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The Role of Anger and Judgment in the Work of Love: A Christian Perspective

Sometimes we Christians are a bit arrogant about the anger of God. We may say, ‘It’s the Old Testament that has an angry, judgemental God. Our God is loving and compassionate and kind.’

There are many stories of divine intervention in a judging way in the Hebrew scriptures.

  • the banishment of the first humans from Eden,
  • the destruction of the world by flood,
  • the delivery of slaves out of Egypt,

Judaism, Confucianism, Islam, Sikhism, Buddhism, Hinduism, African traditional religions all have teachings that see humans being divinely punished for bad behaviour.

There is a common theme:

  • a nation should be obedient to God's covenant and God's messengers, give reverence to Heaven, and present honor and support to sages and religious teachers.
  • a nation should promote the welfare of the people, ruling them with justice and benevolence.

Christians believe we have been adopted into the covenantal relationship between God and the people of Israel. We are also a people who believe that God has a plan for God’s children and intervenes in the world.

But we don’t like God’s anger, unless it is directed elsewhere. Who would? The ancient people of Israel were a lot more receptive to God delivering them out of slavery by defeating Pharoah’s army than they were when the judgement was coming their way through the prophet Jeremiah.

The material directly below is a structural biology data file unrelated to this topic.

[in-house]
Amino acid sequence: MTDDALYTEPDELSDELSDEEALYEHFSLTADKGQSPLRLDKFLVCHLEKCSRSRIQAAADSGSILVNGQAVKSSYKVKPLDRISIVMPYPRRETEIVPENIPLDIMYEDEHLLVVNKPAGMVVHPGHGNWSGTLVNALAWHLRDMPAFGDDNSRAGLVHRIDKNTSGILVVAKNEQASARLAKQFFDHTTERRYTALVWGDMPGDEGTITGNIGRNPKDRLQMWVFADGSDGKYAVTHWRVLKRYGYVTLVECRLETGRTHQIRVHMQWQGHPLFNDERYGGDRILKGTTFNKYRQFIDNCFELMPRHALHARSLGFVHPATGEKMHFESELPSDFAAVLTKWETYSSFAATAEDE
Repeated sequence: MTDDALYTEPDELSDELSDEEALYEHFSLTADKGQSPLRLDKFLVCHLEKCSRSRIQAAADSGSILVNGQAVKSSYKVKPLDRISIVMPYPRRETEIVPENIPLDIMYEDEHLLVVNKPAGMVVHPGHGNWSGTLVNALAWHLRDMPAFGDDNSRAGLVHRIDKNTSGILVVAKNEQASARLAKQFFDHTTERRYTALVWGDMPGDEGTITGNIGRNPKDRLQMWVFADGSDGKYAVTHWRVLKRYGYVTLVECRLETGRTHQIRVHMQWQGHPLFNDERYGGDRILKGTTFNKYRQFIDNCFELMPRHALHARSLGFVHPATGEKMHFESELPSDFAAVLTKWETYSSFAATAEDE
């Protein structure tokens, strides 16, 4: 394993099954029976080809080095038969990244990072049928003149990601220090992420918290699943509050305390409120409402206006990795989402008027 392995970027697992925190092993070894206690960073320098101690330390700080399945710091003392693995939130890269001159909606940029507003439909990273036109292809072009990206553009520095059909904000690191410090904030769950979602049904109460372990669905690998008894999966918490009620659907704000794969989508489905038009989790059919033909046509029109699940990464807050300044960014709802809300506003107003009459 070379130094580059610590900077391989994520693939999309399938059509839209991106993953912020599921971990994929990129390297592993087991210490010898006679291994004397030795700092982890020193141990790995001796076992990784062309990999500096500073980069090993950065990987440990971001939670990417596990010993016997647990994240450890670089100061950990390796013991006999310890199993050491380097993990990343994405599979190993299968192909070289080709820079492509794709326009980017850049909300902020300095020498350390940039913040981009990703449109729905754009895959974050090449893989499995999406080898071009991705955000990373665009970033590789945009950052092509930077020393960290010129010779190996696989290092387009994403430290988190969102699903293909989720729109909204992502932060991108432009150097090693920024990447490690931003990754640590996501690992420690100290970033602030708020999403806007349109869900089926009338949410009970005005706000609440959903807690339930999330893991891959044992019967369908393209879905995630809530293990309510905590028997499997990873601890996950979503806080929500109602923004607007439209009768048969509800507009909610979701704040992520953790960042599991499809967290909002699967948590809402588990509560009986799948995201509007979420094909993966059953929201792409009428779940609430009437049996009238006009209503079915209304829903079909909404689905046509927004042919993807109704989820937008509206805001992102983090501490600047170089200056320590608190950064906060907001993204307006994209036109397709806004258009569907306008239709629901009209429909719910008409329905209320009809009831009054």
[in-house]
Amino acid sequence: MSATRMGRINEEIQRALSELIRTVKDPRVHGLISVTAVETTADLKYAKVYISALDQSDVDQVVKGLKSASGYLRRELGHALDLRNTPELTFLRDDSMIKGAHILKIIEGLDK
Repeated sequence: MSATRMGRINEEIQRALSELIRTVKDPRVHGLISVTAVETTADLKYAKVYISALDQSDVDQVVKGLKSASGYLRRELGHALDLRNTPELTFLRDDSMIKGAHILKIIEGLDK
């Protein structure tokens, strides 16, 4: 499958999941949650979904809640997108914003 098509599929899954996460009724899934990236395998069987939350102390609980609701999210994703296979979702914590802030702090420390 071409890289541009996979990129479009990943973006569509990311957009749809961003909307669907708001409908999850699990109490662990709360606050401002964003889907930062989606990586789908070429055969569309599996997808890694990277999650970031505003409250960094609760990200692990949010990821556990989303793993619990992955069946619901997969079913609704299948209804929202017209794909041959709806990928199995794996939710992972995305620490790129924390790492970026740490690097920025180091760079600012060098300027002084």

Poor old Jeremiah was attacked by his brothers, beaten and put into stocks, imprisoned, threatened with death, thrown into a cistern and opposed as a false prophet.

And for what? For predicting that they would be destroyed from the north for worshipping other gods.

Learning about God from the Potter

God sent Jeremiah down to the potter’s house. As the potter kneaded a shapeless lump of clay, pumped the wheel with his foot, bringing it to life, slapped the clay onto the wheel, and then poured water on it before beginning to mold the clay by hand, caressing it into a shape, judging it’s formation, breaking it down again and reforming it until it was pleasing to hand and eye.

The potter has a plan for the clay. Even in the shapeless form it starts out in, the potter ‘sees’ a finished pot, the texture, the shape, the colour -- even perhaps the use it will be put to.

The true potter loves the clay. Ah such potential! But in the short term, the clay doesn’t resemble the plan. Things go wrong, the clay resists the plan, and so the hands of the potter break down the pot and begin again, molding, nudging the pot back into the plan.

Think about a time in your life as a son or daughter.

  • Do you remember a parent’s anger when you did something that was dishonest, hurtful to self?
  • Did you ever do something intentionally hurtful to a brother or sister?
  • Do you remember your parent’s anger?

Lots of times we remember it as ‘he loved her better’ when what was really happening was, the anger of the parent over one loved child hurting another loved child.

When your children make choices that are obviously not part of God’s plan, perhaps you can help them to understand your anger as a part of your love.

There are times when we disappoint God -- and the potter image gives us hope that God will rework us so that God’s loving plan for our lives is realized.

Yes, Christians believe in a loving God. The Christian scriptures emphasize the forgiving, compassionate capacity of God’s love. But we also know that God has a plan for us, and when we mess up, God does get angry, because God does love us. God judges people and nations who act in ways that dishonour our relationship with God, destroy the children God loves and subvert the loving plan God has for all humanity.